Interview: Danica Davidson discusses her writing career and her Minecraft inspired novels

"I wanted to be a writer before I could really read – I’ve always been interested in stories."

headshot2Danica Davidson has published thousands of articles over her career as a journalist. After having written for MTV, The Onion, CNN, and over fifty other publications, Davidson is moving into the world of novels. Inspired by the videogame Minecraft, her novels Escape from the Overworld and Attack on the Overworld are set in the world of the game. Wanting to learn more about her career and novels, Scifipulse was lucky to be able to interview Davidson.

To learn more about her, you can visit her homepage and follow her on twitter @DanicaDavidson.

Nicholas Yanes: When did you know that you wanted to become a professional writer? Was there a specific book that particularly inspired you?

Danica Davidson: I wanted to be a writer before I could really read – I’ve always been interested in stories. When I was three I’d dictate stories to my parents. That continued until I got confident enough to write them down myself. I think sometime in elementary school I realized I could make a career out of this, because I remember being in first grade and telling adults that I wanted to be a children’s author. (I don’t think many of them took me seriously.)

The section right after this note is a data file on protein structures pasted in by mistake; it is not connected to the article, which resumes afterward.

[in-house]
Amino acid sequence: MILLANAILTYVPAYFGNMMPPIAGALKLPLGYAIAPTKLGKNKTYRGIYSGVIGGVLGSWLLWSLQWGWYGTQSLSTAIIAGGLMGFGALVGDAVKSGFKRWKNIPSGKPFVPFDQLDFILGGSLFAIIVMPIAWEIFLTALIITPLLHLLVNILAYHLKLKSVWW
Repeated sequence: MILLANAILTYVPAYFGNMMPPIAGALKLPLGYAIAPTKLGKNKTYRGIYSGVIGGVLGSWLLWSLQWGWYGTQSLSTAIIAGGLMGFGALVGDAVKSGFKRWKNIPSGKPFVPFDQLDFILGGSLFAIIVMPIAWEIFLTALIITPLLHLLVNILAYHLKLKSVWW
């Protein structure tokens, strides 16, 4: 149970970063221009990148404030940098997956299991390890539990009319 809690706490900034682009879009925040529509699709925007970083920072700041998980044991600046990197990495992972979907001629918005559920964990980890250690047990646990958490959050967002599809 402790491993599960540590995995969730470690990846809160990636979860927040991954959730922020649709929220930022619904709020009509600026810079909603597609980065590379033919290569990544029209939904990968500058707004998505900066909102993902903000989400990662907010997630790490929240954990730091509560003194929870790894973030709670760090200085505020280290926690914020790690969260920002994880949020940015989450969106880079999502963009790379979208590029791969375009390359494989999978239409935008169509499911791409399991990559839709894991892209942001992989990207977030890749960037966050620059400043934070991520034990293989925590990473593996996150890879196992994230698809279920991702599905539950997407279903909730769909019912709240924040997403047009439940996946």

Yanes: Your novels Escape from the Overworld and Attack on the Overworld are inspired and largely set in the world of Minecraft. Why did you want to tell stories set in Minecraft?

Davidson: This was the craziest thing! I’d sold a book to my publisher about how to draw manga, because I’m a big manga fan and have been reading and writing about manga for years. I’ve also written the English adaptation and edited some manga titles. So I sold this book, and the publisher came back and asked if I had any ideas for Minecraft books. At the time I didn’t even know that there were fictional Minecraft books. I came up with a pitch that the publisher liked and I began to realize how awesome Minecraft is to write about. The game gives you some parameters, but it really lets you stretch your imagination – both in playing and in writing about it.

Yanes: On this note, how do you explain Minecraft’s continued popularity to people who have never played it?